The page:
Frances A. Champagne
Department of Psychology, Columbia University,
New York NY, USA
How does 'nurture' change the brain? Recent evidence suggests that maternal care may shape the infant brain by turning genes 'on' or 'off' during development. Some of the genes affected are important for maternal and social behaviour leading to long-term changes in the nurturing behaviour of offspring. These studies provide new insights into the inheritance of behaviour and the interactions between genes and the social environment across the lifespan.
Early in life the infant brain is rapidly changing, making this a very sensitive time during which experiences that can alter the central nervous system may have an enduring effect. To explore how the brain is shaped by these experiences, studies have been conducted on the neurodevelopment of rodent pups who receive either low or high levels of maternal care. Newborn rodent pups, like human infants, need to be fed, kept warm and stimulated in order to grow. Rodent mothers provide this stimulation by licking and grooming (LG) their pups. However, not all mothers provide the same level of care toward their offspring. Individuals who receive low levels of LG are found to have fewer glucocorticoid receptors within the hippocampus as well as altered dopamine, serotonin and GABA neurochemical pathways in the brain. These neural changes emerge early in infancy and are sustained into adulthood with consequences for behaviour across the lifespan.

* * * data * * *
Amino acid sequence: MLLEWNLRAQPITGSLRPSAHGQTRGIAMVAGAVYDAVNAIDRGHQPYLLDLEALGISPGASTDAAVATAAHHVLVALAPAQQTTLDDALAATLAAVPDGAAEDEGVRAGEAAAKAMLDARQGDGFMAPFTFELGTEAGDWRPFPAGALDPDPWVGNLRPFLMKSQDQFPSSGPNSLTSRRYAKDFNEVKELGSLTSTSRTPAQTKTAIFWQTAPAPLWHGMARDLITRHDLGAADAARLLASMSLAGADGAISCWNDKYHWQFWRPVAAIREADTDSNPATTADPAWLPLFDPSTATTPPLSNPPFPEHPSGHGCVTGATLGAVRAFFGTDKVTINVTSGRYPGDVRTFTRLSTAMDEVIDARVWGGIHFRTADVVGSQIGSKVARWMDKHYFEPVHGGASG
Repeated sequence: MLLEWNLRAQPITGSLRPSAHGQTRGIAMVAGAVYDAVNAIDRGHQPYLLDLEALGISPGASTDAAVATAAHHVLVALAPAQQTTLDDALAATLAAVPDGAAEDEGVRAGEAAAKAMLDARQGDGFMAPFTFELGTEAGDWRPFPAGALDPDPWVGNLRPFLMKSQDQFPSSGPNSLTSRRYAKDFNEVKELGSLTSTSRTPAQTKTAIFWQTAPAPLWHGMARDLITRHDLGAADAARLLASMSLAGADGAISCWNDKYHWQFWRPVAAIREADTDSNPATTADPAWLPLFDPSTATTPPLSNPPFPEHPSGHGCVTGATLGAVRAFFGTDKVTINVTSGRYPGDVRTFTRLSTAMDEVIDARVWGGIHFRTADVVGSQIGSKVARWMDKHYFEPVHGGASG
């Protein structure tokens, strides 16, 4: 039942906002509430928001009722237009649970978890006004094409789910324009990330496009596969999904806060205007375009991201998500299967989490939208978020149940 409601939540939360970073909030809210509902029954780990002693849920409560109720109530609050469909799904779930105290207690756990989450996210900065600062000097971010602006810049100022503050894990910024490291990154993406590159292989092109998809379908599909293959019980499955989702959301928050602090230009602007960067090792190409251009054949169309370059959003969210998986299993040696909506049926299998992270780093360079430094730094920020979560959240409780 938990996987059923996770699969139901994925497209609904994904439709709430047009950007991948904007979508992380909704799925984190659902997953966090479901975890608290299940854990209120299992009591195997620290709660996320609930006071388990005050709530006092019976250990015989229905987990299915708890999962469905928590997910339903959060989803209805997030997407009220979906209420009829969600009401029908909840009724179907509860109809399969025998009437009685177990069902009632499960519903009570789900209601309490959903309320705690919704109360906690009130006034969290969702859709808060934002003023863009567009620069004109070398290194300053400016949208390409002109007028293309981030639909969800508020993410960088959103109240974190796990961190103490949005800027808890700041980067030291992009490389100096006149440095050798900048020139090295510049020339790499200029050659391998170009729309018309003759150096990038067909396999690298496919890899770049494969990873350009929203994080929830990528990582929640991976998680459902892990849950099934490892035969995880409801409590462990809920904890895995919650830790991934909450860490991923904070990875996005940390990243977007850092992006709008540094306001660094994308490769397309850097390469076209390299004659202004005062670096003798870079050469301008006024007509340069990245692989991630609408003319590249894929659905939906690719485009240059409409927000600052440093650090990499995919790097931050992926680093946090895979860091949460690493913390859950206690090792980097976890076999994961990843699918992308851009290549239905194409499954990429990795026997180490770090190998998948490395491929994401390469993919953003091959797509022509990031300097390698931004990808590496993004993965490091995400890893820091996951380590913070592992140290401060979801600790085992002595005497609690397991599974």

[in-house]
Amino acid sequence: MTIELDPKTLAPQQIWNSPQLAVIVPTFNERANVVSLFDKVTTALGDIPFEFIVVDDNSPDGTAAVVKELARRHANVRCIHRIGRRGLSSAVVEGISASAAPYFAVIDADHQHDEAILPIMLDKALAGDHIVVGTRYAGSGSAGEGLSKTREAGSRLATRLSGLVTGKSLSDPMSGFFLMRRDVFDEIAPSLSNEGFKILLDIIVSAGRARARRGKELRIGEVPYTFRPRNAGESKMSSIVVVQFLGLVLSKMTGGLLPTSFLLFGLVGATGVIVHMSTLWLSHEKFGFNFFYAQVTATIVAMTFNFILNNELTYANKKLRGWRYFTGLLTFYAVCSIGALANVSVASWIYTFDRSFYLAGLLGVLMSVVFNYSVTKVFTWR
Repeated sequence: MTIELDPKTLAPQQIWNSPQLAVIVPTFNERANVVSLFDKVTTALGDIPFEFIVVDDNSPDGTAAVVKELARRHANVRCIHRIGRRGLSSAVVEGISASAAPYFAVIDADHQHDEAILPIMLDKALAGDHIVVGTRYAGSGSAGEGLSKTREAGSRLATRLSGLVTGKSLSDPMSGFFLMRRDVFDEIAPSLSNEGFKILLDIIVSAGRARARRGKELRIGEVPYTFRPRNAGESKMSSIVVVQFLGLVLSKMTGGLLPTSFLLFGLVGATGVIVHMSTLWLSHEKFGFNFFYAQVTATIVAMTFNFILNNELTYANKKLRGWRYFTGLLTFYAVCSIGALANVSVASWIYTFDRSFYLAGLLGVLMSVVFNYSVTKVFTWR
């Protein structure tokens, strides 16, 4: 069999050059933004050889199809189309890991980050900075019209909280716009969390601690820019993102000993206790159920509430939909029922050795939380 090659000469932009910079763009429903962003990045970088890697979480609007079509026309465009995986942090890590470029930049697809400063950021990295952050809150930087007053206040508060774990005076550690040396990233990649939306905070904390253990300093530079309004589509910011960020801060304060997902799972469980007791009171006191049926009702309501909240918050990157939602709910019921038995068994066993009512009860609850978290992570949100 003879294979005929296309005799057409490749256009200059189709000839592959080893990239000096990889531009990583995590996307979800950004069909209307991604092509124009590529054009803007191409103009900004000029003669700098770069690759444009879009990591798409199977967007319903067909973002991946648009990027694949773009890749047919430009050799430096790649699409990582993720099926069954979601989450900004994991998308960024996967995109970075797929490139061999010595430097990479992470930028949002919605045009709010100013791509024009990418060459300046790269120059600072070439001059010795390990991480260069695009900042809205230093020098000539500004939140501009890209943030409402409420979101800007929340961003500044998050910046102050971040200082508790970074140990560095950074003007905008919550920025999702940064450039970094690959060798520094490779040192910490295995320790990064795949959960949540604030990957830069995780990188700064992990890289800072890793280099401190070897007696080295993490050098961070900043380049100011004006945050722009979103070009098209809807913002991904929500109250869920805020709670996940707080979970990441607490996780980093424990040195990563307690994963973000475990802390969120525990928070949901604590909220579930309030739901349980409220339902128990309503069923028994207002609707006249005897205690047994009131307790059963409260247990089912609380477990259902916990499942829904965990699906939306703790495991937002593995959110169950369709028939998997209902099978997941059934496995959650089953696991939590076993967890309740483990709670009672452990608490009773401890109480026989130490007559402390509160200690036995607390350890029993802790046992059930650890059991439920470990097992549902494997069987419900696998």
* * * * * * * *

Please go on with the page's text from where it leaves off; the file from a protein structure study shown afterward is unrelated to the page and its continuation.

Like mother, like grand-daughter
In both humans and animals, there is evidence that mothers and daughters are very similar in their styles of maternal care. This is most certainly true in rodents, as those mothers who provide low levels of LG tend to have offspring who also engage less frequently in this form of maternal care. Though one might suggest that this transmission of maternal care over generations could be due to genetic variation that is passed from mother to daughter, cross-fostering studies have shown that it is the quality of care received in infancy that predicts offspring maternal behaviour. Moreover, these effects can be passed on to subsequent generations of female offspring, such that mothers, daughters and grand-daughters are similar in their patterns of maternal care. To understand how this generational transmission of behaviour occurs we must first understand what mechanisms in the brain can drive individual differences in maternal behaviour.
Studies of maternal behaviour in the rat suggest that mothering is transmitted 'epigenetically' from mother to daughter through levels of methylation of the ERÎ± gene promotor.